The majority of Morocco’s fourth-largest city is constructed from red sandstone, gaining it the sobriquet The Ochre City. It is naturally beautiful from afar, but up close, the dirt and disorganization, coupled with dangerous, traffic-heavy roads and street-hawkers as persistent as the flies that accompany your every meal, make it a hard place to drop your guard.
It is a city that can test your patience: hot, humid, dusty and with a constant din; a city where, when it comes to buying things — be it Berber rugs, Aladdin-style lamps or tanned leather backpacks — the word ‘no’ means ‘maybe’ and ‘maybe’ is all the indication vendors need to start bagging up whatever it is you dared sneak a glimpse at.
It is certainly not a destination for everyone, but those visitors willing to leave their first-world problems at the airport, spare some coins for the snot-nosed street urchins asking for help to buy a football, and embrace the mysticism that Marrakesh is most famed for, will be richly rewarded.
The nine-meter tall ochre wall that surrounds the labyrinthine medina consists of some of the city’s most impressive relics, including towering battlements and magnificent fortress-style doors. Inside, lush green gardens and a bustling Kasbah complement a collection of some of the finest Islamic architecture in the world, including the Ali Ben Youssef Medersa and the iconic Koutoubiya Mosque, which dates back to the 12th Century.
It is in the shadow of the mosque’s 77-meter minaret where the heartbeat of Marrakesh can be found: The sprawling Jamaa el-Fna.
To explore Morocco’s most famous open-air market is like stepping back in time — only the chained-up monkeys wear diapers these days and the tooth-pullers try to charge €10 for the privilege of taking a photo. The droves of tourists are diluted by the sheer mass of locals, creating an authentic scene largely unchanged since the plaza swapped public executions for more palatable forms of entertainment a few centuries ago.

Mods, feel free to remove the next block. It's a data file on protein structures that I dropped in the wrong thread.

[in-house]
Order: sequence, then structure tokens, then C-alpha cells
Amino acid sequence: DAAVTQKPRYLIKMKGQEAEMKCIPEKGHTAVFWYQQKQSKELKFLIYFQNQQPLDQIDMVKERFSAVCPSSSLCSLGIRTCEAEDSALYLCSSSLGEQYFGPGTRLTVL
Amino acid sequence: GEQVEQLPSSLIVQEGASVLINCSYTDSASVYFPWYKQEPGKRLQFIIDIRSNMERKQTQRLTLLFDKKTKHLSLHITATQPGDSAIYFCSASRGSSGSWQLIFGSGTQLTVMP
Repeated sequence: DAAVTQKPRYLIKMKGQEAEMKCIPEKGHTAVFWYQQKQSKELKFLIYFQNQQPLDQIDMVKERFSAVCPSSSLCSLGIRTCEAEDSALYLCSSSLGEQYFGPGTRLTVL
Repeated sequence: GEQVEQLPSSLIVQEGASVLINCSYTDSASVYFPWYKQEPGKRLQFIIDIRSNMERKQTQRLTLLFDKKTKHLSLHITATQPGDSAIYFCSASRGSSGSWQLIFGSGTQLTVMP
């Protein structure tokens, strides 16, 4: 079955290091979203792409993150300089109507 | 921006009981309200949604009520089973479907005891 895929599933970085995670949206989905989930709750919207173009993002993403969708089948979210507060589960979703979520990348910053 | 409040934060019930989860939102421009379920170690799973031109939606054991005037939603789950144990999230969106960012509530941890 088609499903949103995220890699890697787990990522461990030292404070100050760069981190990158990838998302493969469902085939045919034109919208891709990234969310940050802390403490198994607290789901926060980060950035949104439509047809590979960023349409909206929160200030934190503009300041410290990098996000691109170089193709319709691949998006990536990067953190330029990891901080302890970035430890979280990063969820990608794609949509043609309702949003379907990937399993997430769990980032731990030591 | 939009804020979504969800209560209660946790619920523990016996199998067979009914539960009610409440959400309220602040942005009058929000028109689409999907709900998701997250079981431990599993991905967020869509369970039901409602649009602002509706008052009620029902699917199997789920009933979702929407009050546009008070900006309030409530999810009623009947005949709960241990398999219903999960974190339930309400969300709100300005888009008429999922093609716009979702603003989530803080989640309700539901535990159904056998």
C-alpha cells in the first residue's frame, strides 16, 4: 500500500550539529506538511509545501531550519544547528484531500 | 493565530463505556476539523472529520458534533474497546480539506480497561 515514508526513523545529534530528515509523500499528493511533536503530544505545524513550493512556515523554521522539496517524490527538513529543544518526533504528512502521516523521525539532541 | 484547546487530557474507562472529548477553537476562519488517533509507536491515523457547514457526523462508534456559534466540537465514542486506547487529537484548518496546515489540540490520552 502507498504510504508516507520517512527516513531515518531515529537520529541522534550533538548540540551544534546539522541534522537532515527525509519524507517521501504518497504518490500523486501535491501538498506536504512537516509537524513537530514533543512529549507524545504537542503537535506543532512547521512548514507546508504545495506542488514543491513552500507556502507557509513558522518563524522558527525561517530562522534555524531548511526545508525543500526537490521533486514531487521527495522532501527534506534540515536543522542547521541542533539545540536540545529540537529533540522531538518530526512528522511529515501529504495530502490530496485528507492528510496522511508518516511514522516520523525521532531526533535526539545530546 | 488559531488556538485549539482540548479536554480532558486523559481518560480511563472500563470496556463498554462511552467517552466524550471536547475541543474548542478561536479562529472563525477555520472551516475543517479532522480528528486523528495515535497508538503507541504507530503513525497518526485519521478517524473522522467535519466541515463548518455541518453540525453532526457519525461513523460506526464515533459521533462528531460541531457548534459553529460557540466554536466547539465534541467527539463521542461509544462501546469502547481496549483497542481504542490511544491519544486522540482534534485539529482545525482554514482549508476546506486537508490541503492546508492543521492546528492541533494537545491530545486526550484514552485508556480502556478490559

By daytime, a sensory explosion reveals Moroccans huddled around Berber storytellers while serpents rise ominously from the dark depths of woven baskets to the tune of a charmer’s flute; soothsayers and slapstick shows noisily vie for your attention as henna artists reach for your arms and tassel-hatted water sellers clang their bells.
An evening stroll allows you to try your hand at a game involving a fishing rod, a doughnut and a crop circle of Coca-Cola bottles, but a tougher challenge lies amid the numerous pop-up restaurants. If you can pass through without succumbing to offers of steaming hot tagine or plentiful grilled meats you are either seriously strong-willed or have no sense of smell. Feeling especially brave? Try the street food on the northern edge of the square: boiled sheep’s head or spice-infused snail soup, perhaps?
On the opposite edge of the plaza sits the Souk El Bahja. Spread over three floors — the name translates literally as “The Up and Down Market” — here you will find everything from slippers to fossils, spices to argan oil. Haggle hard, but be aware that regardless of the price you settle on you can get your purchase for a quarter of the price outside the walled city.
While secluded riads (large houses built around central courtyards) provide a potential evening retreat and a steamy hammam can help you de-stress, the best way to escape from the mayhem of Marrakesh is to head for the Atlas Mountains.
A couple of hours outside of the city, the Berber commune of Setti-Fatma has stunning panoramic views and seven picturesque waterfalls. A shallow river runs through the middle of the town, prompting a series of Indiana Jones-style wooden bridges, while a few restaurants have set up tables in the middle of the water. Whether it is for novelty value or to keep the street cats away from your khobz, with a piping hot cup of mint tea in your hand and cold water running through your toes, it is here where you will likely, finally, be able to relax — at least until you remember you need to return your car to Marrakesh.